Augmented reality (AR) and virtual reality (VR) may change how retailers and consumers interact, according to data from Gartner. By 2020, 100 million consumers will shop using AR technology online and in-store, according to Gartner data. A 2018 Gartner also survey indicated that, by 2020, 46% of retailers planned to deploy either AR or VR solutions to meet customer service experience requirements. Gartner analysis indicates that AR and VR technology have the potential to let retailers individualize offers and enable customers to visualize products in different settings. In addition, Gartner says that using VR’s immersive interfaces, retailers can create task efficiencies or reduce the costs associated with designing new products. They can also enhance the understanding of information through advanced graphical visualization and simulation technologies. Click Read More below for additional detail.
This has nothing to do with religion, so that might have been clickbait. In the world of omnichannel marketing, I’m talking about the holy trinity as: the product one sells, the service one provides to customers, and the mission by which one runs a company.
The purpose of this post is that I want to highlight some examples of some very positive online shopping experiences I had recently (not Amazon!) and commend both small and large companies for their bravery in maintaining their autonomy against Jeff Bezos.
A quick background on me: I’m a millennial. I’m also the youngest at my company. My adolescence took place in the 1990’s at a time where the personal computer consisted of the computer device itself connected to a large, clunky monitor; where America Online and dial-up internet became my father’s daily fascination; and where my mother once told me to stop using Lycos.com (started in 1994) and instead, use this new search engine called, Google.com in the late 90’s. Fast forward to 2019 and to millennials, technology is our second nature – though I maintain that Gen Z kids are the world’s fastest texters. We grew up right alongside tech’s major growth spurt in the late 90’s to early 10’s. And to that end, we spend an incredible amount of time “online” connected with our peers and friends through a myriad of social networks. Texting is our preferred method of contact, and phone calls have now become “formal communication.”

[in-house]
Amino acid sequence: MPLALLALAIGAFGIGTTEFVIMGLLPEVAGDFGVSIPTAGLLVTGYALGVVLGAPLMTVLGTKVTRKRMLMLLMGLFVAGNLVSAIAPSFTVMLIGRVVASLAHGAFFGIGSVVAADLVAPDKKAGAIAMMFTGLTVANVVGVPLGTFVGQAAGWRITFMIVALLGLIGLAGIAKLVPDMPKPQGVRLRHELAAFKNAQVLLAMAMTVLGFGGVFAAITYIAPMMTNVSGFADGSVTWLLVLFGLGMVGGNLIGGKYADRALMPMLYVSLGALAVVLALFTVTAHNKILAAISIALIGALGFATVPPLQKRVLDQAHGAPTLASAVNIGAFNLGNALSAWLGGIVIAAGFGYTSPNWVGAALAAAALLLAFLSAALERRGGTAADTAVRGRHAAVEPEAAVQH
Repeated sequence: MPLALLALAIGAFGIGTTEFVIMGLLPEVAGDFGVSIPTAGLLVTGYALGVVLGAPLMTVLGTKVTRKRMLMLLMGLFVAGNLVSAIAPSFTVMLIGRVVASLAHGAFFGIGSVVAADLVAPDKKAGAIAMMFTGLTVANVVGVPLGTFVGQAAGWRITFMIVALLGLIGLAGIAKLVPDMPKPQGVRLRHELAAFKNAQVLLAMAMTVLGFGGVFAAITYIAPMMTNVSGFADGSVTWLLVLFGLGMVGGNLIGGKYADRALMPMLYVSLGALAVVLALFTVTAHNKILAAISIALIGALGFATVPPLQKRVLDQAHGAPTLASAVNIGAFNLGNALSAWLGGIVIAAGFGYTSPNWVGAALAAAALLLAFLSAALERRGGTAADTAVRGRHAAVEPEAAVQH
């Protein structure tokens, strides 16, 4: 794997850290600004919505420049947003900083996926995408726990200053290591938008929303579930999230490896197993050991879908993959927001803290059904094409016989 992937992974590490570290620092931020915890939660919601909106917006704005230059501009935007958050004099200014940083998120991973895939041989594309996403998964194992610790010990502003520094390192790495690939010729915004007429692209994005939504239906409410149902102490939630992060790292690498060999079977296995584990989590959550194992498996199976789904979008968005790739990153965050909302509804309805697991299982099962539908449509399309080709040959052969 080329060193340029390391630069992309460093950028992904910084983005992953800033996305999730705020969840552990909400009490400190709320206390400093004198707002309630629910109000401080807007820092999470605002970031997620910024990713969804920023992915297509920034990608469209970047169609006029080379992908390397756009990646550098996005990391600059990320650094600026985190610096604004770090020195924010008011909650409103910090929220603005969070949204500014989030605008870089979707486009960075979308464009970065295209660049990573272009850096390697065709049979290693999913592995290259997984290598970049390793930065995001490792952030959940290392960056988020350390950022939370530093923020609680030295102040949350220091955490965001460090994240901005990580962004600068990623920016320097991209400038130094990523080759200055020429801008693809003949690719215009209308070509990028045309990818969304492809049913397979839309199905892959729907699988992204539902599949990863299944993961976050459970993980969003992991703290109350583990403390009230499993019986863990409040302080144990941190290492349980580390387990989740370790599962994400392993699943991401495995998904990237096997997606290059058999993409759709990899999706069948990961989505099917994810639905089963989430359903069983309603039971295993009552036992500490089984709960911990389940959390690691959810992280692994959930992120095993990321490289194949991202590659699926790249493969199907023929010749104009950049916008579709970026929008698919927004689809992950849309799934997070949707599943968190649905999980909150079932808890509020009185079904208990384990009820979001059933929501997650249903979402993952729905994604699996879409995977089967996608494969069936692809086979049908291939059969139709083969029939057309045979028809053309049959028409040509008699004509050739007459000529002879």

Visual media (primarily digital) is the most common method of information intake for millennials. We love Instagram, Facebook, and YouTube, and being informed through online media sites. Print also serves a very important role in this landscape, but today I’m going to focus on digital. Primarily, on how digital media prompted my recent buying behavior.
I’ve made some purchases recently that admittedly, were impulsive. What were these reasons I made such impulsive purchases, you ask? Or, what was it that made me “tick” and open up my wallet? I’m proud to say that my last handful of purchases were NOT from Amazon! (On a side note, I also canceled my Amazon Prime membership in some sick social experiment on myself to test my spending will-power. I’ll update you on that later.)
When I consider buying a product online that I have yet to touch, feel, experience in person, these are the three factors that I take into consideration for a first purchase, and possibly secondary+ purchase.
much more at: https://cohereone.com/the-holy-trinity-product-service-mission/?utm_source=CohereOne+Master+List&utm_campaign=c251763973-Are+Your+Sales+Down%3F+No+Wonder…_COPY_01&utm_medium=email&utm_term=0_d81250a2d7-c251763973-138282877